Monday, April 8, 2019

Monday 4/8/19 Farmington River Report: more big browns

Dan Phelan with a big 'un from Sunday 4/7
Another weekend with quite a few big holdover & wild brown trout landed, the pictures will tell the story. Flows remain way better than normal, we are medium at 435cfs total flow (about 200cfs below typical early April flows which would normally be in the 600-700cfs range). Water temps hit 47 degrees Sunday afternoon in Church Pool. Opening Day is this Saturday April 13th at 6am, and it's shaping up to be a good one: supposed to be 66 with sun & clouds. Be aware that Opening Day weekend will be extra crowded, especially Saturday morning. The crowds typically come & go after that.

FYI we went to our extended
Tristan Holt with a 20" plus brown from the weekend
summer hours starting 4/1.
Also, from 4/1 until 4/13 at 6am the roughly one mile plus section in Riverton from where Hogback Rd joins Rt 20 (Canal Pool) downstream to the gas pipe at the head of Pipeline Pool is closed to fishing- this is the section they do the fishing derby for the kids on Opening Day. Beaver Pool remains OPEN to fishing.

Local guide Mark Swenson is doing a FREE intro to fly fishing for beginnners class, click to get taken to a class description.

Flows in Riverton are just over 200cfs (medium) in the first 2 miles below the dam (FYI part of that section is temporarily closed to fishing until 4/13). Fishing reports continue to pick up, Early Stoneflies #14-16 and Baetis/Blue Wing Olives #18-20 are popping in the afternoons. You may see some risers, but expect to go subsurface if not. Most of the big trout you've been seeing posted on here were caught on nymphs or streamers. You still want to get your nymphs & streamers deep, but with rising water temps you can definitely start fishing your streamers faster, and look for big trout feeding on nymphs in some faster water now too.
Tristan's dad John with his own big brown from the weekend

As of Monday April 1st, we went from to 8am-6pm on weekdays, and 6am-5pm on

We have Devin Olsen's hot new book "Tactical Fly Fishing", and it looks really, really good- second batch just arrived this week. Covers
Dave Machowski's client Chuck with one of several nice browns landed Sunday
Covers Euro style nymphing, plus a whole lot more. Based upon what he's learned from years of the highest level fly fishing competitions against the best trout fly fishermen in the world. It covers things in an extremely detailed way, and has some great "Case Studies" where he shows you different water type pictures with photo sequences of how they were able to successfully catch fish in them, and what adjustments they had to make in their rigging, approach, presentation & flies to find success. It's a good new option that does NOT duplicate George Daniel's two books on nymphing, but rather it compliments and adds to them. 

Early Black Stones (and Early Brown too now) have been active for a while now, and the holdover & wild trout are definitely taking notice. The recently stocked trout from early March (above and below the permanent Catch & Release/TMA) will be receptive to a variety of flies, especially things like Woolly Buggers and "Junk Flies" (Eggs, Mops, Worms, Green Weenies), but they are also getting dialed into more natural, imitative flies now. Look also at moments for trout rising to Winter Caddis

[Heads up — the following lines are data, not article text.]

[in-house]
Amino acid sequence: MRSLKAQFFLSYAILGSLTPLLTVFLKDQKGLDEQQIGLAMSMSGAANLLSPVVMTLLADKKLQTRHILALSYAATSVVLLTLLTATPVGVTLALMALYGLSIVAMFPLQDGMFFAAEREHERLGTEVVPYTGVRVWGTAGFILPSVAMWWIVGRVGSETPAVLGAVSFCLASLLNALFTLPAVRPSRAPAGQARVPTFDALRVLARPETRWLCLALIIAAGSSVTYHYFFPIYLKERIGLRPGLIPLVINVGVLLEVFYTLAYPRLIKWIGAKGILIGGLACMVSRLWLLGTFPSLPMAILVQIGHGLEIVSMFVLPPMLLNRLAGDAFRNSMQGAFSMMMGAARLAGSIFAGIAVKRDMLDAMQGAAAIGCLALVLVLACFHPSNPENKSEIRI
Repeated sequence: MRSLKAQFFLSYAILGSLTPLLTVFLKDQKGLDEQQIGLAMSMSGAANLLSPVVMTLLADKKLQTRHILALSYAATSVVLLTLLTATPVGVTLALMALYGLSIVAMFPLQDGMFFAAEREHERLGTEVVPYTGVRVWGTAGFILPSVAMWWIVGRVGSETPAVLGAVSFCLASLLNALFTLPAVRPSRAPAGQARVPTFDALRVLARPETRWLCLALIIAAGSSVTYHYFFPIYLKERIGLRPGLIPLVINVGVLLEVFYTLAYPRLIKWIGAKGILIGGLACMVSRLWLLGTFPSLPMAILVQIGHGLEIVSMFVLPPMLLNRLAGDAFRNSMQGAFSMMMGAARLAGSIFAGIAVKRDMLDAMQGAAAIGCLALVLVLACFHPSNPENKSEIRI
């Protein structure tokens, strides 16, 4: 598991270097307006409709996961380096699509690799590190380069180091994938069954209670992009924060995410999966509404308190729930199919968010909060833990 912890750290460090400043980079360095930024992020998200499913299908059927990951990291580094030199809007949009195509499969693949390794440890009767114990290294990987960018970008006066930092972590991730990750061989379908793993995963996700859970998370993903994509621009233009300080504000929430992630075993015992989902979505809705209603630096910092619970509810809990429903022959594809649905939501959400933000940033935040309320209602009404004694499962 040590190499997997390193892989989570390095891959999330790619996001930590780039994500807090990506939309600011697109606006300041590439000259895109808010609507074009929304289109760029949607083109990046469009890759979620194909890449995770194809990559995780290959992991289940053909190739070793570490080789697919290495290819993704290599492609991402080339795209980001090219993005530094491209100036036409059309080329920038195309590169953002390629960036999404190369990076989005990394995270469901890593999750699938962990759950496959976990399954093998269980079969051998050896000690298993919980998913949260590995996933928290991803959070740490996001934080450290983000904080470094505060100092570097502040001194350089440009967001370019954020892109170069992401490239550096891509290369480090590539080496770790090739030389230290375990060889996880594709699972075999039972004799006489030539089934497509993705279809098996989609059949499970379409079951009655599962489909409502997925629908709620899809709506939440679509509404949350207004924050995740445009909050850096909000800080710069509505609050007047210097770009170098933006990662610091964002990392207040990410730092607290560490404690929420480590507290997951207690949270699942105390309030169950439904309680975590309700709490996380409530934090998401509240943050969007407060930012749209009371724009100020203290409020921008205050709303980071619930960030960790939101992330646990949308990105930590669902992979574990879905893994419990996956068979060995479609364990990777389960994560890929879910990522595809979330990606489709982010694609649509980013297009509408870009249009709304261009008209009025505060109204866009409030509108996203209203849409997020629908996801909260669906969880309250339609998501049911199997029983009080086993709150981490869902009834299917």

Another view of Dan Phelan's big brown from Sunday 4/7
(early/mid morns),  small Blue Wing Olives #20 (afternoons), Midges (late AM & afternoons), and Black Stones (afternoons). Hope for dries, but expect to fish subsurface with nymphs & streamer. Remember that highest water temps occur in mid/late afternoon, and sunny days will see the biggest water temp increases.

Streamers have picked up less but bigger fish lately. If you wanna throw 4-6" streamers for trophies, you are swinging for the fence and may strike out, but some days you will hit a home run and catch a
giant. Be patient and cover lots of water. Soem anglers are finding fish rising to Winter Caddis,
Midges, and occasionally Stoneflies. Look to slower water for dry fly fishing, but be prepared to go subsurface if needed. Sometime they will eat the Black Stones on the surface, but it's very hit or miss.
Junk Flies and various streamers fished slow & deep are also the ticket sometimes. Experiment and the trout will tell you what they want. It can vary from day to day, and even during the same day as water temps, trout metabolism, insect activity, and light levels all change as the day progresses.

Some of the better fish are moving into the faster water to feed, espeically in the afternoons. As water temps rise in the afternoon most days, trout often get more active and feed, and may move more into the current if there are bugs in the drift. When trout are less active due to cold water temps, it typically pushes them into the softer water of pools, deeper runs, and gentle/deeper riffles. But they (and especially bigger fish) will often slide up into the heads of pools/riffles/runs into the somewhat faster water to actively feed. This is most common later in the day (afternoons) when water temps are highest and light levels diminish. It's a combination of rising water temps, bug activity, and light levels that gets the trout feeding.